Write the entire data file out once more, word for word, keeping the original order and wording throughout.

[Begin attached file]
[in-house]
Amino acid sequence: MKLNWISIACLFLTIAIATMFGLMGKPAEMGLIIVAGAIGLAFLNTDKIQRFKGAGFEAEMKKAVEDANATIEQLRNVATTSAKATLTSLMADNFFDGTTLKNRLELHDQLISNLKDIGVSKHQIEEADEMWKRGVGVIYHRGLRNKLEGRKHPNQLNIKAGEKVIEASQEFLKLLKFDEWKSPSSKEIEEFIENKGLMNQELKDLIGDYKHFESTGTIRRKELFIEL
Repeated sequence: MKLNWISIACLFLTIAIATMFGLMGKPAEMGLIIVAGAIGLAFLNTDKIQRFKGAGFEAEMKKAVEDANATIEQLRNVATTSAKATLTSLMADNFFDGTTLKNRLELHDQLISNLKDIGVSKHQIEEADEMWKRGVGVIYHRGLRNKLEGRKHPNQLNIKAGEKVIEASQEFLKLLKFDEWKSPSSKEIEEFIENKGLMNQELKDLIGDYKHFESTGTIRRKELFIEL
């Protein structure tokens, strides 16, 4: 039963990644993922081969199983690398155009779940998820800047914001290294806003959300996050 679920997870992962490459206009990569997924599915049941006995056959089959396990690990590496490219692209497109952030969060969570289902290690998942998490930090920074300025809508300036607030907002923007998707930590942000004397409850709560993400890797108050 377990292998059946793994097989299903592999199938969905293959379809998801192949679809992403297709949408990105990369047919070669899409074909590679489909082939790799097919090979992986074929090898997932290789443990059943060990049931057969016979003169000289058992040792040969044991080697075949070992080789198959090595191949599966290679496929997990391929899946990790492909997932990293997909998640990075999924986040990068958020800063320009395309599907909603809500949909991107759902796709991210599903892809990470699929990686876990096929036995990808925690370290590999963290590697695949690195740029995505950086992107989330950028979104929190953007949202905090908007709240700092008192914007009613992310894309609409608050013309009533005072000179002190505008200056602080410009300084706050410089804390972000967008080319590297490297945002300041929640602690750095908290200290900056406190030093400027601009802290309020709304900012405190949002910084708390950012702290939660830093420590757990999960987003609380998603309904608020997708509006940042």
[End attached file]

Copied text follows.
[in-house]
Amino acid sequence: MKLNWISIACLFLTIAIATMFGLMGKPAEMGLIIVAGAIGLAFLNTDKIQRFKGAGFEAEMKKAVEDANATIEQLRNVATTSAKATLTSLMADNFFDGTTLKNRLELHDQLISNLKDIGVSKHQIEEADEMWKRGVGVIYHRGLRNKLEGRKHPNQLNIKAGEKVIEASQEFLKLLKFDEWKSPSSKEIEEFIENKGLMNQELKDLIGDYKHFESTGTIRRKELFIEL
Repeated sequence: MKLNWISIACLFLTIAIATMFGLMGKPAEMGLIIVAGAIGLAFLNTDKIQRFKGAGFEAEMKKAVEDANATIEQLRNVATTSAKATLTSLMADNFFDGTTLKNRLELHDQLISNLKDIGVSKHQIEEADEMWKRGVGVIYHRGLRNKLEGRKHPNQLNIKAGEKVIEASQEFLKLLKFDEWKSPSSKEIEEFIENKGLMNQELKDLIGDYKHFESTGTIRRKELFIEL
């Protein structure tokens, strides 16, 4: 039963990644993922081969199983690398155009779940998820800047914001290294806003959300996050 679920997870992962490459206009990569997924599915049941006995056959089959396990690990590496490219692209497109952030969060969570289902290690998942998490930090920074300025809508300036607030907002923007998707930590942000004397409850709560993400890797108050 377990292998059946793994097989299903592999199938969905293959379809998801192949679809992403297709949408990105990369047919070669899409074909590679489909082939790799097919090979992986074929090898997932290789443990059943060990049931057969016979003169000289058992040792040969044991080697075949070992080789198959090595191949599966290679496929997990391929899946990790492909997932990293997909998640990075999924986040990068958020800063320009395309599907909603809500949909991107759902796709991210599903892809990470699929990686876990096929036995990808925690370290590999963290590697695949690195740029995505950086992107989330950028979104929190953007949202905090908007709240700092008192914007009613992310894309609409608050013309009533005072000179002190505008200056602080410009300084706050410089804390972000967008080319590297490297945002300041929640602690750095908290200290900056406190030093400027601009802290309020709304900012405190949002910084708390950012702290939660830093420590757990999960987003609380998603309904608020997708509006940042």